US researchers have developed an injectable implant that delivers multiple drugs to prevent and treat HIV and other conditions over long periods of time.
The device is the result of a seven-year collaboration between various departments of the University of North Carolina and North Carolina State University. It is comprised of three elements – an organic solvent, a polymer and the drugs themselves. These three components form a liquid with the consistency of honey which solidifies once injected, as the solvent diffuses into the body leaving the polymer and the drugs behind. Adjusting the ratio of polymer to drugs determines the rate of release into the body. It’s believed the implant could enhance long term treatment and prevention of HIV with antiretrovirals where medication regimes often require patients to take multiple drugs at the same time each day.
In the study, published in Nature Communications, six antiretroviral drugs were tested, with all keeping their physical and chemical properties within the formulation and upon release. All six were also released from the implant at effective levels for a sustained amount of time ranging from one month to a year. The researchers also claim the implant can be surgically removed within one week of implantation and for several months after. Such a situation might arise if a patient reacted badly to the implant, or if a woman became pregnant.
“There is no FDA-approved or marketed technology for long-acting prevention of HIV, and we are the first to use this delivery method with multiple antiretroviral drugs,” said study first author Rahima Benhabbour, assistant professor in the UNC_NCSU Joint Department of Biomedical Engineering.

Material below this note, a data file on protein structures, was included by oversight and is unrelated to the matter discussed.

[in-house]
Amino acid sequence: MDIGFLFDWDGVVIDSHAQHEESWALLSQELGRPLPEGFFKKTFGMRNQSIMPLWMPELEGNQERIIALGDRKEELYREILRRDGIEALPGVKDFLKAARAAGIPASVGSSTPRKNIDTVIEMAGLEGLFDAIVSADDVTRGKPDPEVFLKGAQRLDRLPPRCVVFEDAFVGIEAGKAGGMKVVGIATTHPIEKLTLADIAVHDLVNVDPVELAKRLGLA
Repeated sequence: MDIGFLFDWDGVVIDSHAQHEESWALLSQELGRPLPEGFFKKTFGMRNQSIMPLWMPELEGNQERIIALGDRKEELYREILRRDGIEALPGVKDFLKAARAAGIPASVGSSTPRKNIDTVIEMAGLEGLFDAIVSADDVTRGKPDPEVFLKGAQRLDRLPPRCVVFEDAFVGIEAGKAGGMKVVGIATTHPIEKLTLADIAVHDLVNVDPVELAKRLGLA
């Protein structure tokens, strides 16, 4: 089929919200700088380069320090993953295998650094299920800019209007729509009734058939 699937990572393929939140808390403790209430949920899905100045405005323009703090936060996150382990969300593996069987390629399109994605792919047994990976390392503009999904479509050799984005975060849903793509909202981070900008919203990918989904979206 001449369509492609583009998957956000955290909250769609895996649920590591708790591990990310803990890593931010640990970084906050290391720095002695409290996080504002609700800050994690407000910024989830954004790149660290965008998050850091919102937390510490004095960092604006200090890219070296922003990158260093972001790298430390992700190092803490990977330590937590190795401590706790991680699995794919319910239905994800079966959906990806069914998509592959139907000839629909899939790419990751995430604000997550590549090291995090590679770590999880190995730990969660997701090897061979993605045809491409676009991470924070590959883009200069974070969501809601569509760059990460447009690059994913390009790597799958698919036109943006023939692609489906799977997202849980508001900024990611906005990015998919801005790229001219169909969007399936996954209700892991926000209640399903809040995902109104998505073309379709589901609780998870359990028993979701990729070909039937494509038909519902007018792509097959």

“To have an HIV prevention treatment that consists of an injection once or twice a year would make an incredible impact for patients. This technology is not only promising for HIV, but for any kind of condition that requires a daily intake of medication. We’re talking about a safe, removable, long-lasting injection that takes away the burden of adhering to a daily medication regimen.”
Human error, access to drugs and the stigma surrounding HIV are just some of the issues that stand in the way of successful antiretroviral treatment. But the effectiveness of the medication is dependent on strict adherence to the drug regimen. The new implant overcomes these obstacles and promises accurate dosages over sustained periods of time.
“In sub-Saharan Africa where prevalence of HIV is highest, accessibility to these medications can be difficult, and there is much stigma associated with the virus,” Benhabbour said. “It is a very big deal for someone who doesn’t have HIV to go out of their way to not only access the drugs, but then associate themselves with HIV by taking a pill every day.”